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## Friday, 8 August 2014

### CHAPTER 6 - Multiplication of a Vector by a Scalar

Intuitively, we can expect that if we multiply a vector $\vec a$ by some scalar $\lambda$, the support of the vector will not change; only its magnitude and / or its sense will. Specifically, if $\lambda$ is positive, the vector will have the same direction; only its length will get scaled according to the magnitude of $\lambda$. If $\lambda$ is negative, the direction of the product vector will be opposite to that of the original vector; the length of the product vector will depend on the magnitude of $\lambda$.
Note that for any vector $\vec a$, if we denote the unit vector along $\vec a$ by $\hat a$, we have
${\vec a = \left| {\,\vec a\,} \right|\hat a}$
Put in words, if we multiply the unit vector along a vector $\vec a$ by its magnitude, we obtain that vector itself. Put in a slightly different way, we have
 $\hat a = \dfrac{{\vec a}}{{\left| {\vec a} \right|}}$
i.e, if we divide a vector by its magnitude, we obtain the unit vector along that vector’s direction.
Another very important result that follows from this discussion is that two vectors $\vec a$ and $\vec b$ are collinear if and only if there exists some $\lambda \in \mathbb{R}$ such that
${\vec a = \lambda \vec b}$
Collinear vectors
i.e, two vectors are collinear if one can be obtained from the other simply by multiplying the latter with a scalar.
This fact can be stated in another way : consider two non-collinear vectors $\vec a$and $\vec b$. If for some $\lambda ,\mu \in \mathbb{R}$, the relation
 $\lambda \vec a + \mu \vec b = \vec 0$ $\ldots(1)$
is satisfied, then $\lambda$ and $\mu$ must be zero. This is because $(1)$ can be written as
 $\vec a = \left( { - \dfrac{\mu }{\lambda }} \right)\vec b$
which would imply that $\vec a$ is a scalar multiple of $\vec b,$ i.e.$\vec a$ and $\vec b$, are collinear, contradicting our initial supposition that $\vec a$ and $\vec b$ are non-collinear.
In subsequent discussions, we’ll be talking a lot about linear combinations of vectors. Let us see what we mean by this. Consider $n$ arbitrary vectors ${\vec a_1},{\vec a_2}\ldots {\vec a_n}.$ A linear combination of these $n$ vectors is a vector $\vec r$ such that
 $\vec r = {\lambda _1}{\vec a_1} + {\lambda _2}{\vec a_2} + \ldots + {\lambda _n}{\vec a_n}$ $\ldots(2)$
where ${\lambda _1},{\lambda _2}\ldots {\lambda _n} \in\mathbb{R}$ are arbitrary scalars. Any sort of combination of the form in $(2)$ will be termed a linear combination.
Thus, using the terminology of linear combinations, we can restate the result we obtained earlier: for any two non-zero and non-collinear vectors $\vec a$ and $\vec b$, if their linear combination is zero, then both the scalars in the linear combination must be zero.
We now come to a very important concept.

#### THE BASIS OF A VECTOR SPACE

Consider a two-dimensional plane, and any two arbitrary non-collinear vectors $\vec a$ and $\vec b$ in this plane. We make the two vectors co-initial and use their supports as our reference axes:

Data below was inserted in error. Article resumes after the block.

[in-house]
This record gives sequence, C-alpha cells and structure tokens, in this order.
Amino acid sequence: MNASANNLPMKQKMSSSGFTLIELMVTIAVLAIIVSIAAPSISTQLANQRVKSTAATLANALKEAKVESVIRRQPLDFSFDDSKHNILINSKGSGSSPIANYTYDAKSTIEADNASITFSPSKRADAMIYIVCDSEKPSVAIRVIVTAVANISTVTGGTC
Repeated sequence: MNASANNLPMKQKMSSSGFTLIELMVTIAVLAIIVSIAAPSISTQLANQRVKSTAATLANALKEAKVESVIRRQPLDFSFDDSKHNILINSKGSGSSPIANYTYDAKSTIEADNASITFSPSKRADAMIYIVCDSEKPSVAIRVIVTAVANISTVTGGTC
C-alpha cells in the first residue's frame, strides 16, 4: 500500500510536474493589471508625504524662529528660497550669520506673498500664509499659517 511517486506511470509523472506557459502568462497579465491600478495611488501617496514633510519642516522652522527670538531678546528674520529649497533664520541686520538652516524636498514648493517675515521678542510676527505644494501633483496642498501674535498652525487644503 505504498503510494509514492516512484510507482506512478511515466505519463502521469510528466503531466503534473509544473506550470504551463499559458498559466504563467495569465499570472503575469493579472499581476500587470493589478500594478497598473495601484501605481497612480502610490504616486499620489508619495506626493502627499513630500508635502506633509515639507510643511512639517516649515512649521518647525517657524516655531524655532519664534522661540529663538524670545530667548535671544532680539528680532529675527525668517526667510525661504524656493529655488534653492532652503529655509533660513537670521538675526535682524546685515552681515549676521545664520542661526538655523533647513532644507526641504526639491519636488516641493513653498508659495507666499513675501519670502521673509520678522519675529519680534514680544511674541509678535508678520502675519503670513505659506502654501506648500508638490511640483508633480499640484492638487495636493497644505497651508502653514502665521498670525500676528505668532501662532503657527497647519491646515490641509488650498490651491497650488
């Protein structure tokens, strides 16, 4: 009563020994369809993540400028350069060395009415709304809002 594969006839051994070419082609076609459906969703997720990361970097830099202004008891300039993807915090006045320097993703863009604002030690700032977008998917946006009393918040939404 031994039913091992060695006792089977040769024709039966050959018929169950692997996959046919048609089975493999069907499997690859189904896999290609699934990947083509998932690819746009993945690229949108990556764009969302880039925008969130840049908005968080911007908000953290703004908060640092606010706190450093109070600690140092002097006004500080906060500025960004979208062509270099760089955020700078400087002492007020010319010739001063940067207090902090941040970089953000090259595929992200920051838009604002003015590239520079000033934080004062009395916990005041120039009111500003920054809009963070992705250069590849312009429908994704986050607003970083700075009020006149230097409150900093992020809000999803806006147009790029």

Observe carefully that any vector $\vec r$ in the plane can be represented in terms of $\vec a$ and $\vec b$. We find the components of $\vec r$ along the directions of $\vec a$ and $\vec b$; those components must be some scalar multiples of $\vec a$ and $\vec b$.
Thus, any vector $\vec r$ in the plane can be written as
 $\vec r = \lambda \vec a + \mu \vec b$ for some $\lambda ,\mu \in\mathbb{R}$ $\ldots(1)$
i.e, any vector $\vec r$ in the plane can be expressed as a linear combination of $\vec a$ and$\vec b$.
We state this fact in mathematical terms as follows: the vectors $\vec a$ and $\vec b$ form a basis of our vector space (which is a plane in this case). The term “basis” means that using only $\vec a$ and $\vec b$, we can construct any vector lying in the plane of $\vec a$ and $\vec b$.
Note that there’s nothing special about $\vec a$ and $\vec b$; any two non-collinear vectors can form a basis for the plane.
You must be very clear on the point that two collinear vectors cannot form the basis for a plane while any two non-collinear vectors can. Understanding this fact is very crucial to later discussions.
Try proving this: let $\vec a$ and $\vec b$ form the basis of a plane. For any vector $\vec r$ in the plane of $\vec a$ and $\vec b$, we can find scalars $\lambda ,\mu \in\mathbb{R}$ such that
 $\vec r = \lambda \vec a + \mu \vec b$
Prove that this representation is unique
The basic principle that we’ve learnt in this discussion can be expressed in a very useful way as follows:
Three vectors are coplanar if and only if one of them can be expressed as a linear combination of the other two. i.e., three vectors $\vec a,\,\,\vec b,\,\,\vec c$ are coplanar if there exist scalars ${l_1},{l_2} \in\mathbb{R}$ such that
 $\vec a = {l_1}\vec b + {l_2}\vec c$
We can write this as
 $(1) \vec a + \left( { - {l_1}} \right)\vec b + \left( { - {l_2}} \right)\vec c = \vec 0$ $\Rightarrow \,\,\,\,\, \lambda \vec a + \mu \vec b + \gamma \vec c = 0$
This form equivalently tells us that three vectors are coplanar if we can find three scalars $\lambda ,\mu ,\gamma \in \mathbb{R}$ for which their linear combination is zero.